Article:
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Cowabunga! The business failure and liquidation of longestablished iconic publisher Gemma International last month sent shockwaves through the greeting card industry. True, reflected Cardsharp, many in the trade recognised that the publisher of mainly licensed greeting cards and giftwrap had seen better days, but few were prepared for both the sudden collapse of the company and the subsequent scale of outstanding debt left behind. The empty stand at the front of last month’s PG Live with the Gemma signage at the front was a giveaway. Gemma only announced it was to cease trading and pursue a CVL the day before the opening of the show, obviously catching even the show organisers on the hop. Details later emerged of the suppliers who had lost money. One Far Eastern printer was in for over £400,000, while a major licensor was in over nearly £200k. It was by any standards quite a spectacular collapse. Coming so soon after the liquidation of Grass Roots International, another wellloved long-established trade supplier, although not on the same size or scale as Gemma, Cardsharp reflects that halfway through 2019 the sector has lost two sizeable publishers. Was Gemma’s demise a symptom of troubles afoot in the industry?



And will there be other casualties in the months to come? Or was Gemma’s failure unrelated to the health and strength of the greeting card industry generally? Cardsharp recalls from his ‘A’ Level Economics, Schumpeter’s theory of Creative Destruction. That is for an economy to remain robust and healthy you need business failures for newer, more dynamic companies to find their space in the market. Within every company lies the seeds of its own destruction. That may well be true but that does not mean that you cannot have real sadness at the disappearance of a well-loved and indeed historic ground-breaking publisher like Gemma.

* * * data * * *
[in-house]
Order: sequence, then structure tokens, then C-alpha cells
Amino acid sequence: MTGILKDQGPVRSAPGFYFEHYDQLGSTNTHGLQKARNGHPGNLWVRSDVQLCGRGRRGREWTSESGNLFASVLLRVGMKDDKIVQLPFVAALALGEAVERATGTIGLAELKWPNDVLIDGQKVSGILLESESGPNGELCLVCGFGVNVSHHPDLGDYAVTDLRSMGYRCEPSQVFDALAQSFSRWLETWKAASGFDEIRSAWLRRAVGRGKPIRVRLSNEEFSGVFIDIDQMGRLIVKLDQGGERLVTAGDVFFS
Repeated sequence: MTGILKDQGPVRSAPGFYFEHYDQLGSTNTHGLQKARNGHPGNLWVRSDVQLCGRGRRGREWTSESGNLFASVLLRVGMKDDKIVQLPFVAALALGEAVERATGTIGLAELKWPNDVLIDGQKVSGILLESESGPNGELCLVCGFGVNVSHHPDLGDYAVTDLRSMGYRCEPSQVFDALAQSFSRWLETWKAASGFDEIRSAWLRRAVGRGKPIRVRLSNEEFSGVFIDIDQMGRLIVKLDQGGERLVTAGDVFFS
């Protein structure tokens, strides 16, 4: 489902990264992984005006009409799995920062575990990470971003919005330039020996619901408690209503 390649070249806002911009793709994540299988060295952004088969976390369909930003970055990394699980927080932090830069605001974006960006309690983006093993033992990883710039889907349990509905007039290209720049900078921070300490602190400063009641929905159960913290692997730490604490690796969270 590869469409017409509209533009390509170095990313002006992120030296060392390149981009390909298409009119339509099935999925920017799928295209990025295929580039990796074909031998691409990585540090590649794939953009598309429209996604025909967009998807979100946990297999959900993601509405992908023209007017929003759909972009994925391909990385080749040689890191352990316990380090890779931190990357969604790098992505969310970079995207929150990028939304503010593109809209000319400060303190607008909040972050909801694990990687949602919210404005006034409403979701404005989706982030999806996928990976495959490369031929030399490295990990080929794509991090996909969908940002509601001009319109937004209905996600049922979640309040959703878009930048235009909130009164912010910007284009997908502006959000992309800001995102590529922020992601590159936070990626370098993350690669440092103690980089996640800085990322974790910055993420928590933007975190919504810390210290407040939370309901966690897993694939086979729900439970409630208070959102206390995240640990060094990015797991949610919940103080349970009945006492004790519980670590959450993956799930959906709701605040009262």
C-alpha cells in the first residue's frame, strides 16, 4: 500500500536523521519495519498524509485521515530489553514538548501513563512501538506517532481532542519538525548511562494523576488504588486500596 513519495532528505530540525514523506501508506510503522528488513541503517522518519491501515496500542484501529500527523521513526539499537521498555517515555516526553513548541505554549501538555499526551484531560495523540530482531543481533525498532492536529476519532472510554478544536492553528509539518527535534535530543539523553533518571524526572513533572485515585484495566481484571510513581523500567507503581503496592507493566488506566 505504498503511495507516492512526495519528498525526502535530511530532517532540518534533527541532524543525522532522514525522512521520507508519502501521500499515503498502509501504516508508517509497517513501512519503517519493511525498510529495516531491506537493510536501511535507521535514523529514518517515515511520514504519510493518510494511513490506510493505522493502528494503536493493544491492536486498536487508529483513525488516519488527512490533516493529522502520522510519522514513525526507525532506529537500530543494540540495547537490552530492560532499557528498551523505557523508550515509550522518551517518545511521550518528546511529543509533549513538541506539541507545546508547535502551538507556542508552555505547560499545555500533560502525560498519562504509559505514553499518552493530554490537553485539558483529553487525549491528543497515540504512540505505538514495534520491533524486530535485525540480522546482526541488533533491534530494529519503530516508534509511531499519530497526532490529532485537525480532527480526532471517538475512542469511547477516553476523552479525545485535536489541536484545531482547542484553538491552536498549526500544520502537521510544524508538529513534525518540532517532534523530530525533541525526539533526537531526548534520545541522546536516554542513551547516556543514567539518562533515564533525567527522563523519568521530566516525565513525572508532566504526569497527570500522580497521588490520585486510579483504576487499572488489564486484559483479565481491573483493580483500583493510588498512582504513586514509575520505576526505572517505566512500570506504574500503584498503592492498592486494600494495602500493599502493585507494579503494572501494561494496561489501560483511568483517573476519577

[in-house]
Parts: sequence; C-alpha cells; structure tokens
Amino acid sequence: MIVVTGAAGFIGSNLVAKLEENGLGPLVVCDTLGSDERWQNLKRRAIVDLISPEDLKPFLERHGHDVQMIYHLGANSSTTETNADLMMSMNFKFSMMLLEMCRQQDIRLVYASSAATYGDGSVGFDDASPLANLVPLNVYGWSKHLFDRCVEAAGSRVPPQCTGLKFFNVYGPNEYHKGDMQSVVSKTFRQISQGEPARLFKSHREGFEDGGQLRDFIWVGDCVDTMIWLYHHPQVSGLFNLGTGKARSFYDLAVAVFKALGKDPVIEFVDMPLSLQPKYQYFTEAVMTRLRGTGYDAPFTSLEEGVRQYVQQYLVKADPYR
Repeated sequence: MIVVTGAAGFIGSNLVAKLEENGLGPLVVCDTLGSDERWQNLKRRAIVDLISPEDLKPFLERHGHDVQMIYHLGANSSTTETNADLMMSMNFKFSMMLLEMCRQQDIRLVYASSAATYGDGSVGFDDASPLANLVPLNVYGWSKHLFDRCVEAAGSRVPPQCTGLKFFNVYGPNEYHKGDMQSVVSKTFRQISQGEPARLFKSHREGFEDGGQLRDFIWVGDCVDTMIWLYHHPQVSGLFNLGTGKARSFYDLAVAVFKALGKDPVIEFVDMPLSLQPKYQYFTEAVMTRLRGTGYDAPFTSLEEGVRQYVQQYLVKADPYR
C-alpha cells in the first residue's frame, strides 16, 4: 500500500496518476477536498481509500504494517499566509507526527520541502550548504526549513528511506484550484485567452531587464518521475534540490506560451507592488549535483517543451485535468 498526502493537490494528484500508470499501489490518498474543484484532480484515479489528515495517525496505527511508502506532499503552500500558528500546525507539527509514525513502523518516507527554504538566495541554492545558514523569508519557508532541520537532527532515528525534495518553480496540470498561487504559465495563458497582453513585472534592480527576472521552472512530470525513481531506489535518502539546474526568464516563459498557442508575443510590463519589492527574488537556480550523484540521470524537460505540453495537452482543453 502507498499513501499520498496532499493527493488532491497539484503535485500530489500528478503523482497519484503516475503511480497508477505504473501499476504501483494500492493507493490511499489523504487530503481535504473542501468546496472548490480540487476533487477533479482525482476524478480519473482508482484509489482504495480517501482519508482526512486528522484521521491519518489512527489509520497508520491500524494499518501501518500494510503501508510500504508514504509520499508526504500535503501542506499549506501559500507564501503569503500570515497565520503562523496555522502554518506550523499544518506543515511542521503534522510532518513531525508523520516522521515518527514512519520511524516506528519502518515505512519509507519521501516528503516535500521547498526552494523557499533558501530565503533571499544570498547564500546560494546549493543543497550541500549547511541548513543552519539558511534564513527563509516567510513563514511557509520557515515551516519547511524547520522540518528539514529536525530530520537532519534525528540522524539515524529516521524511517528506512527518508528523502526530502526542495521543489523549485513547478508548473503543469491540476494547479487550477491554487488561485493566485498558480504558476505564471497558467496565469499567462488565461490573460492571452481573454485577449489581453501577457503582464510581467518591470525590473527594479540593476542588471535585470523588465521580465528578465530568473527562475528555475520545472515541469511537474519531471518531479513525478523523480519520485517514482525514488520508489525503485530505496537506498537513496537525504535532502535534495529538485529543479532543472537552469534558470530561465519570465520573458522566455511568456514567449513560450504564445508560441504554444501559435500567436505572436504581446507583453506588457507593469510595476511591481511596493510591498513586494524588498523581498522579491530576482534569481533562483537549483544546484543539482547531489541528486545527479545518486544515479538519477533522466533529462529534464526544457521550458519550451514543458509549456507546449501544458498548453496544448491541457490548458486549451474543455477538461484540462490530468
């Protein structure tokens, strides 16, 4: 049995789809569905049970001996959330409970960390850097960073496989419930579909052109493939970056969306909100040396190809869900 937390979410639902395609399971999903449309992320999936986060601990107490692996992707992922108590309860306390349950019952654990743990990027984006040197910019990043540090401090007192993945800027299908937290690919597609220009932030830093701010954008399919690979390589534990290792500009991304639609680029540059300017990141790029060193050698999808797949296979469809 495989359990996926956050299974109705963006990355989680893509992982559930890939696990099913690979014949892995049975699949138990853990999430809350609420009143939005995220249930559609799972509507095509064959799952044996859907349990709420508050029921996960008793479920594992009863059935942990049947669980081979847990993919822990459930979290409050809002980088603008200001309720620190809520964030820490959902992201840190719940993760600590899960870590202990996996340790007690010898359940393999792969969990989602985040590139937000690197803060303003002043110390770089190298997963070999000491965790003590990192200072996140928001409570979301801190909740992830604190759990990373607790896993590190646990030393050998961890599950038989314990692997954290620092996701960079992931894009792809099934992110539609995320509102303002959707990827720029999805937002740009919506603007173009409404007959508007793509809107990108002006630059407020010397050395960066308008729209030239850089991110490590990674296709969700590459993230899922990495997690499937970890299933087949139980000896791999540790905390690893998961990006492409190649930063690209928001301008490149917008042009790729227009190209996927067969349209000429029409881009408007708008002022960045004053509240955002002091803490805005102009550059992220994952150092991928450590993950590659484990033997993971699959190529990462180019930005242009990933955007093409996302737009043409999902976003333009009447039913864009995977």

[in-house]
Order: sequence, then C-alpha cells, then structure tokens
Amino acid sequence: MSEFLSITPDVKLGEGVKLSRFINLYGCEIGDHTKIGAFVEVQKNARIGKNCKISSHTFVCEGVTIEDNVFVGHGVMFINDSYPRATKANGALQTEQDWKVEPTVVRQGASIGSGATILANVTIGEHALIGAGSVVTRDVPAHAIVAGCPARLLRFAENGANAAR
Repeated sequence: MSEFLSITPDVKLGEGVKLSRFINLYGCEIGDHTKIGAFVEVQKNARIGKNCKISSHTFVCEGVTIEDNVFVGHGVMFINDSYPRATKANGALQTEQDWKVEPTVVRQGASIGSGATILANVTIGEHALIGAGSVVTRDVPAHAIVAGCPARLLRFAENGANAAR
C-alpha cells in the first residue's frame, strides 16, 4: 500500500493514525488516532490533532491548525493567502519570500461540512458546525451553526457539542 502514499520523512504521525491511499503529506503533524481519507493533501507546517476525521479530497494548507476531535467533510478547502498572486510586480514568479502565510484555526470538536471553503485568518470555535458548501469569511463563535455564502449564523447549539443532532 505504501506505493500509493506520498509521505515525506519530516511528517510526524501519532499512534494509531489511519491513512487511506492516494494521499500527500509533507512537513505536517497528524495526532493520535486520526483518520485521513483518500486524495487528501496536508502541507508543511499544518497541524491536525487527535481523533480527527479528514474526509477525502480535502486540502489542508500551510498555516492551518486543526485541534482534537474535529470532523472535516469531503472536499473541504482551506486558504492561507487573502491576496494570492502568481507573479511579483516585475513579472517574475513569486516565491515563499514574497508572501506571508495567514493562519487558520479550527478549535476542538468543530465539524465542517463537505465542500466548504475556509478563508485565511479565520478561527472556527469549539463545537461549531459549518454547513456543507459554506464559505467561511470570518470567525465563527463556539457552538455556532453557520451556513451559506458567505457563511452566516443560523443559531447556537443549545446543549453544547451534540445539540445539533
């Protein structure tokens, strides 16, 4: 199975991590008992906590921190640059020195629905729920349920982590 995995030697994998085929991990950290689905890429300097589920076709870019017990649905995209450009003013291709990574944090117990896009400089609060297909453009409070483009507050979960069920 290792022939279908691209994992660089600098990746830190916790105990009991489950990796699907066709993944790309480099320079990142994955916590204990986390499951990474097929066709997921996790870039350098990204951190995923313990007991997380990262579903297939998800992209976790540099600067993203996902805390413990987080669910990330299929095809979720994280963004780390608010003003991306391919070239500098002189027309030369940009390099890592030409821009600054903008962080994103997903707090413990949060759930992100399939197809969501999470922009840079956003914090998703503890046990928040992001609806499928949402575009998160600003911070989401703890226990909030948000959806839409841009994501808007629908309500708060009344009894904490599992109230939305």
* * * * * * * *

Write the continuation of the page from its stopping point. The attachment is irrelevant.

Top: Gemma made lucrative card sales from featuring the Teenage Mutant Ninja Turtles on its designs. Above: When it was founded 34 years ago Gemma was a trail-blazer for licensed children’s cards. Left: Barbie was one of the first toy characters licenced on Gemma's cards.

Because, indeed, Gemma did trail blaze. It was founded 34 years ago (five years before even Progressive Greetings was first published!) by Lindesay Rudd-Clarke and his wife Margaret, who had been running toy shops in the Hampshire area. Lindesay was also a leading light in Toymaster (a kind of Cardgains for independent toy shops) and so the couple had obviously seen the huge strength of character licensed toys and merchandise through the tills of their stores. At that time children’s cards were dominated by cheap wholesale generic cute designs, perhaps with ages on and not much else. After selling his retail stores, Lindesay and Margaret managed to persuade the owners of the big toy licence owners at the time, such as My Little Pony, Action Man, Barbie and Thomas the Tank Engine, to let them use some of the images on children’s cards.

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Progressive Greetings July 2019  

Subscribe and receive hard copies of Progressive Greetings delivered direct to your desk anywhere in the world. Visit

Progressive Greetings July 2019  

Subscribe and receive hard copies of Progressive Greetings delivered direct to your desk anywhere in the world. Visit